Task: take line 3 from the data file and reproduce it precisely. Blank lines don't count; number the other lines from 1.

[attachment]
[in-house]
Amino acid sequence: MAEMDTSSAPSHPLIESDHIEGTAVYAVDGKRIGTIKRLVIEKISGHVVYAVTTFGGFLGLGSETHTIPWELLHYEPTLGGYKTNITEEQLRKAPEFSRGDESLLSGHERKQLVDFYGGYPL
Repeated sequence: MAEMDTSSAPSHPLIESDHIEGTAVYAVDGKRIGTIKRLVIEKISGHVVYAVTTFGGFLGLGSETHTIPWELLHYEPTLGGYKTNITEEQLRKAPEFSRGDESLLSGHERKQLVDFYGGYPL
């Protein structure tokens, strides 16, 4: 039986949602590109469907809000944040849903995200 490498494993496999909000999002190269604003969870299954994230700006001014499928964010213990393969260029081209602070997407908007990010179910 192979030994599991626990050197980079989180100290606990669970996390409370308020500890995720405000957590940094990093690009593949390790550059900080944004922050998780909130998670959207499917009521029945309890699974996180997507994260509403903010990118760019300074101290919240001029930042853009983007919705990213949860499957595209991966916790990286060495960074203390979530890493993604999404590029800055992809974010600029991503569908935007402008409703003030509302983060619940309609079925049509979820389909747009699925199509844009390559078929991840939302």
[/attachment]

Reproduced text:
Repeated sequence: MAEMDTSSAPSHPLIESDHIEGTAVYAVDGKRIGTIKRLVIEKISGHVVYAVTTFGGFLGLGSETHTIPWELLHYEPTLGGYKTNITEEQLRKAPEFSRGDESLLSGHERKQLVDFYGGYPL